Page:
This will be my last post about the French Revolution. I’m surrendering to the reality that picking various aspects of the conflicts and talking about them does not do justice to what happened in France during the decade of 1789-1799. I’ve read a couple of dozen in-depth articles from the Encyclopedia Britannica and three books (the best of which is The French Revolution, A Quick Immersion, by Jay M. Smith), and I am overwhelmed by the difficulty of putting all the pieces together into a coherent picture. My review of the French Revolution has been fascinating and there are many parallels between it and the current US national environment, but I’m out of my league on this one.
I do want to return to why I was interested in the first place: the French Revolution’s test for an individual’s loyalty and patriotism.
It turned out, in my opinion, that the “test” had nothing to do with loyalty or patriotism, but had everything to do with the fear of punishment.
It begins with recognizing and valuing the inherent rights of individuals.
The principles of universal individual rights consumed several 18th century philosophers and theorists, including those centered around Paris, like Montesquieu, Voltaire, and Rousseau. For me, I recognize the usual key words, like Life, Liberty, and the Pursuit of Happiness; freedoms of religion, speech, press, assembly, petition, and the right to keep and bear arms; the right to due process and to having counsel (remember Gideon’s Trumpet from high school?).
Rights can be expressed in different ways. FDR, for example, laid out four fundamental freedoms: the freedom of speech and expression, freedom of worship, freedom from want, and the freedom from fear. Today, many other things are referred to as “rights” but I’m not sure they all qualify.
In the second half of the 1700s, France was a hotbed of discussions about individual rights, and it was an advantage for the Enlightened Leaders to have a populace familiar with the ideas. On August 29, 1789 (two months after the storming of the Bastille), the newly formed National Assembly voted for a document that became the guiding light for the Revolution: the Declaration of the Rights of Man and the Citizen.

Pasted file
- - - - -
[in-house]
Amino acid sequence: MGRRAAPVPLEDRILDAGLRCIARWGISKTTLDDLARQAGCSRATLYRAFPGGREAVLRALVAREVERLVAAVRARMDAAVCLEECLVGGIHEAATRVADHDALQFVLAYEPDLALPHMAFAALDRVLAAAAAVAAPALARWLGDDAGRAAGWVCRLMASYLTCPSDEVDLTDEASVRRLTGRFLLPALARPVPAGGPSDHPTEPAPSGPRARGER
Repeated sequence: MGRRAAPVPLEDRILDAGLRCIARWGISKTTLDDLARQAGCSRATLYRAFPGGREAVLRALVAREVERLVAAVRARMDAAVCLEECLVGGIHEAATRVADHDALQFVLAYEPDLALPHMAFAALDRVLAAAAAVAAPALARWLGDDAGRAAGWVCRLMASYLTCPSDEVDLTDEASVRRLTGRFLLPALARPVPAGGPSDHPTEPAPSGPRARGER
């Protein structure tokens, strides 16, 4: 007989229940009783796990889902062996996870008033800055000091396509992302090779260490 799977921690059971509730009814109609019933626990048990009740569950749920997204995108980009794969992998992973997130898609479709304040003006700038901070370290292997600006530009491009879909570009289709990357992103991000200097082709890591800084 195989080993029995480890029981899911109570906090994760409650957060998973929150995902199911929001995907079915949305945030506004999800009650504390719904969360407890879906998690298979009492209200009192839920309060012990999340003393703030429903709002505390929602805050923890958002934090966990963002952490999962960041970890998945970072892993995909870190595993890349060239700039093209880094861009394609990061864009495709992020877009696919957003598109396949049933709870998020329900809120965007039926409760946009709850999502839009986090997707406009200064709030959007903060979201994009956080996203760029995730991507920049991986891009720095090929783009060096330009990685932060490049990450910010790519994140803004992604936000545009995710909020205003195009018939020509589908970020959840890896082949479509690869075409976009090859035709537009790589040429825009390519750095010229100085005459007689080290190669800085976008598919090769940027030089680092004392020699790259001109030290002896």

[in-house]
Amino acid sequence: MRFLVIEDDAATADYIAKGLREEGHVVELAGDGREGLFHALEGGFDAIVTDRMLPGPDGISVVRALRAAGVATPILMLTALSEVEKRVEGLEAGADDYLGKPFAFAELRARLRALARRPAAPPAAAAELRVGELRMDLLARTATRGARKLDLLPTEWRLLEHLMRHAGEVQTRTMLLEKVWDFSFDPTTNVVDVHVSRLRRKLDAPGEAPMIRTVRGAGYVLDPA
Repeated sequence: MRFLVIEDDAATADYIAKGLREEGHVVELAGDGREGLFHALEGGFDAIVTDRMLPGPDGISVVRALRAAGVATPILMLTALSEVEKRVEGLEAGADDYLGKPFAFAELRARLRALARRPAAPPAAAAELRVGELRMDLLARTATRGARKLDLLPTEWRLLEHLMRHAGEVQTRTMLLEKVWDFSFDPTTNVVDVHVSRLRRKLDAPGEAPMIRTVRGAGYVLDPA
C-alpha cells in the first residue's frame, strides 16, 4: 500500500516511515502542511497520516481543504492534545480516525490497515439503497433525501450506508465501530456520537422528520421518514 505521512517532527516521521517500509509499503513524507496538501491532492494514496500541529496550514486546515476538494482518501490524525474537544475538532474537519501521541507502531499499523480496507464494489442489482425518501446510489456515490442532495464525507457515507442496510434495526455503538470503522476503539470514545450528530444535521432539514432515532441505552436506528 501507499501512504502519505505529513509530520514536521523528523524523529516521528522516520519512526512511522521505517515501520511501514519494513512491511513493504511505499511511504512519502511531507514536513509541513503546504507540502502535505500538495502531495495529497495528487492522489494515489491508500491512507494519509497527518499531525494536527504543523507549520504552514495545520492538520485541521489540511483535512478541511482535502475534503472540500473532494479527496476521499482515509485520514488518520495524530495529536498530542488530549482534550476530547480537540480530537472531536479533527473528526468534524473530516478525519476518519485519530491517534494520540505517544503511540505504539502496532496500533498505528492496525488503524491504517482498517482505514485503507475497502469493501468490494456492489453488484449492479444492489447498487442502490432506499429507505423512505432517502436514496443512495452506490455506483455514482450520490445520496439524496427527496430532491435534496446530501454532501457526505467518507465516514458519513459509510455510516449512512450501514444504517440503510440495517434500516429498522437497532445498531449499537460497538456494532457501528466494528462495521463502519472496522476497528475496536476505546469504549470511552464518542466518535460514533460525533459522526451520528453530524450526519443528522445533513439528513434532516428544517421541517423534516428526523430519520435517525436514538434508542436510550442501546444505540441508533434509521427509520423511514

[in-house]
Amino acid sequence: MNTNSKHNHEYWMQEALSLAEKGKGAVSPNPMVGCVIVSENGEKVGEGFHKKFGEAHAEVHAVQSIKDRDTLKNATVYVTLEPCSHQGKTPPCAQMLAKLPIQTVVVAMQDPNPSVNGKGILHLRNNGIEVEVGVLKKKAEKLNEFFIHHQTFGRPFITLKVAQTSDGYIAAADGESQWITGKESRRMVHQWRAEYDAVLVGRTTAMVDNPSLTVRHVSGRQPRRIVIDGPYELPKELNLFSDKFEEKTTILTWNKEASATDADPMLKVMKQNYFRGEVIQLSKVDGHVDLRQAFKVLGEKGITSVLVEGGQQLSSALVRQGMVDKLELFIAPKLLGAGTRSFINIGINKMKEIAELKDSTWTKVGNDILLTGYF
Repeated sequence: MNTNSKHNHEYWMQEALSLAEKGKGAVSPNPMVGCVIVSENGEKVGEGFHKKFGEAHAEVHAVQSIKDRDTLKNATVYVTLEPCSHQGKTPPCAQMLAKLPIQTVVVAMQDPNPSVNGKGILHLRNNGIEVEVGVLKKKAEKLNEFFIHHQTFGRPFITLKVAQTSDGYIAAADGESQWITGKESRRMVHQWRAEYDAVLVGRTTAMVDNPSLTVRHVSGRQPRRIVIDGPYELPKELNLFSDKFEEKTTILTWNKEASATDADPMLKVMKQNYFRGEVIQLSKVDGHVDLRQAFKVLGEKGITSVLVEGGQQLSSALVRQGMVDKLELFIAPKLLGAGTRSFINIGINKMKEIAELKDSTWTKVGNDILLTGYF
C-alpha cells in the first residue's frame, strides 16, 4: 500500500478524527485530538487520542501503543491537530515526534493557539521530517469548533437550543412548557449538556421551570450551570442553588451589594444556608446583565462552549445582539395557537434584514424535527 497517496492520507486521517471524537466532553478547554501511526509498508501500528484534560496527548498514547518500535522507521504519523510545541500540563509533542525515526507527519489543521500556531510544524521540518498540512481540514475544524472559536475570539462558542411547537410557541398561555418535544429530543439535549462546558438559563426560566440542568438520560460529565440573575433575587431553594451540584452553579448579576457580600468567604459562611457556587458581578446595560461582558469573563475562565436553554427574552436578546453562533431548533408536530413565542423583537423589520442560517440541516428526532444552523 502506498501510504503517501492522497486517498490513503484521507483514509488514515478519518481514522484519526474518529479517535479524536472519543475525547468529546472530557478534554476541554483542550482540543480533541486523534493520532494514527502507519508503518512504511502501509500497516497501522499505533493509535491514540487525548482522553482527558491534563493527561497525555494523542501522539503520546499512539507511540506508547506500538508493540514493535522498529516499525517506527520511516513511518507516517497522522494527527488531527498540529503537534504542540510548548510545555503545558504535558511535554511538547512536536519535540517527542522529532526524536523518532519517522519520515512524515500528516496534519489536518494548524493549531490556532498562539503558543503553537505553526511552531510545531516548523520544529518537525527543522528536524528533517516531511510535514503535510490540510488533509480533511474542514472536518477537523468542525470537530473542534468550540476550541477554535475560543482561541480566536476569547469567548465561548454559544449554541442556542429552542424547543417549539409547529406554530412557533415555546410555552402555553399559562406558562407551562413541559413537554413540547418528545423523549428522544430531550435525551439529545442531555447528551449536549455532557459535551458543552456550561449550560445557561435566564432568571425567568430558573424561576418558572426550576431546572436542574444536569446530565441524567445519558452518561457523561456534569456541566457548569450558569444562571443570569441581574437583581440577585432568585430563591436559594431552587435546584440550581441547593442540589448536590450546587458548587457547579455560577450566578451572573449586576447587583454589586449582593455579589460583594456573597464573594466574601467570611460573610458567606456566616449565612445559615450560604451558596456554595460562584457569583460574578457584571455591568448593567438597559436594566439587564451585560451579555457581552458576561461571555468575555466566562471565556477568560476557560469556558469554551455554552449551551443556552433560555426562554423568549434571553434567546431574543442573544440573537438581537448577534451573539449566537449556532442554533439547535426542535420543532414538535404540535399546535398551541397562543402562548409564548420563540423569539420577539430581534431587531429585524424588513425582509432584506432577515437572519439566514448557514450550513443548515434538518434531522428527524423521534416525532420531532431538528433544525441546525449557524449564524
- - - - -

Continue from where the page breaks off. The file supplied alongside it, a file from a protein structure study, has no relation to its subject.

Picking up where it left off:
It included some familiar and some unfamiliar items: Men are born free and equal in respect to their rights, which included liberty, property, security, and resistance of oppression; freedom to speak, write and publish; freedom to participate in setting taxes; the right of citizens that all agents [representatives of local and federal governments] should be held accountable; and the right to property.
But every time a “right” is cited, it’s followed by a specific or general caveat—that the rights of the society are superior to the rights of individuals. Specifically, the freedom of speech is absolute, unless it disturbs the public order established by law; the freedom of property is absolute, except in cases of “evident public necessity”, according to law; political liberty consists in the power of doing whatever does not injure another, with limits set by law; every man is presumed innocent until convicted, as provided by law.
In general, individual rights have limits or may be applied differently when individuals choose to live and function together, while laws are determined by the “will of the people”.
Remembering that the Declaration was produced by a nation only lately removed from hundreds of years of feudalism and absolute monarchies, the Declaration of the Rights of Man and the Citizen was enthusiastically received, supported and included in the upcoming French constitutions: the National Assembly of 1789-91, the National Legislative Assembly of 1791-92, and the National Convention of 1792-95, which produced a Declaration of Rights in 1793 that included the right of insurrection as “the most sacred of rights and the most indispensable of duties” whenever the government “violates the rights of the people”. There was also a version for The Directorate, which was the French governing body of 1795-99. Napolean produced his Civil Code in 1804, something he felt was his greatest accomplishment. They were all modeled after the document of 1789.
There is no question that the delineation and declaration of a code for Rights is a dramatic and enduring legacy of the French Revolution. Recall that the United States’ Bill of Rights was accepted in December of 1791, so there’s no doubt that each nation was influenced by what was happening across the Atlantic.
This emphasis and recognition of individual and national rights makes it very hard for me to understand the following:
- the National Assembly issued a decree on August 10, 1789, that called on all local militias and public officials to be vigilant, to keep lists of known “disreputable persons”, and to take all measures necessary to preserve the public peace.
- the National Assembly splintered into political parties devoted to undermining its own unity, which resulted in the passionate Revolutionaries siting on the left-most side of the gallery and their opponents (the more conservative delegates) seated on the right, which originated the common usage of the “left wing” and “right wing” in politics. These parties were ruthlessly hostile and antagonist towards each other.